The use of thalidomide in androgen-independent prostate cancer{star, open}

Michael C. Cox, William L. Dahut, William D. Figg*

*Corresponding author for this work

Research output: Contribution to journalReview articlepeer-review

15 Scopus citations


More than 200,000 men will be diagnosed with prostate cancer during the year 2006. Approximately 20% to 30% of these cases may develop advanced disease, for which there currently is no cure. Although therapy for this disease has improved significantly over the past few years, with docetaxel treatment showing improved survival times in metastatic disease, there remains the need for improved treatment options. Dr. Folkman put forth the idea of angiogenesis in 1971, and, since that time, researchers have been trying to determine the best possible way to inhibit blood vessel formation. This review summarizes the use of thalidomide in androgen-independent prostate cancer and the results of trials conducted at the National Cancer Institute.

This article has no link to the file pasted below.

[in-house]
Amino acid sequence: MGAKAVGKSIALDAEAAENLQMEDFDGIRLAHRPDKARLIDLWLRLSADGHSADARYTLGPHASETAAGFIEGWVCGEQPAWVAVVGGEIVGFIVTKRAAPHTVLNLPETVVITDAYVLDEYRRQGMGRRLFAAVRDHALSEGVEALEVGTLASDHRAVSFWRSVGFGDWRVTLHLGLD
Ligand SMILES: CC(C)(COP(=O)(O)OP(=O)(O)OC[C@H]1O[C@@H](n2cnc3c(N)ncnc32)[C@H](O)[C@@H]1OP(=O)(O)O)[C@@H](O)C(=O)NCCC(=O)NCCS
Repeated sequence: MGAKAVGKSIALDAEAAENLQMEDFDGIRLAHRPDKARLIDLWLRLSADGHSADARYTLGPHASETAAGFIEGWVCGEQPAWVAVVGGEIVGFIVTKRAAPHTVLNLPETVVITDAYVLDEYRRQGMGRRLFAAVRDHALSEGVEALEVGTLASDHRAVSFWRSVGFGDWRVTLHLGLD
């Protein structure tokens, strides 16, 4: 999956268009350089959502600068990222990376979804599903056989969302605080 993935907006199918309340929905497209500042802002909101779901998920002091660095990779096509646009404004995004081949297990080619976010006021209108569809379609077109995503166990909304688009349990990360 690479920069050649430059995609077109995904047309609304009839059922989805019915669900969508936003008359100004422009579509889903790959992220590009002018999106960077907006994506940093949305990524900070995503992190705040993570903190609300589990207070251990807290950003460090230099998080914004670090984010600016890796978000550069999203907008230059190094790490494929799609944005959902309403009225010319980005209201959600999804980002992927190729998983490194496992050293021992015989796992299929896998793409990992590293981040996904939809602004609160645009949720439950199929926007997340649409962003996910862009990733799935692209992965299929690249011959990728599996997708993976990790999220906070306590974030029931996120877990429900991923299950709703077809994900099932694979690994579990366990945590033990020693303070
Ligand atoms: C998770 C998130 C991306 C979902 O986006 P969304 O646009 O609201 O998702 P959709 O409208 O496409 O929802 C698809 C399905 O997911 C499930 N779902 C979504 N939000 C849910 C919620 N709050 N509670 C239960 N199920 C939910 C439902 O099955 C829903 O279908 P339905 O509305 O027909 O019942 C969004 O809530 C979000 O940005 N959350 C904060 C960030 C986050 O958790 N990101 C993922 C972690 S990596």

Original languageEnglish
Pages (from-to)246-249
Number of pages4
JournalUrologic Oncology: Seminars and Original Investigations
Issue number3
StatePublished - May 2006
Externally publishedYes


  • Angiogenesis
  • Hormones
  • Oncology
  • Prostate cancer
  • Thalidomide


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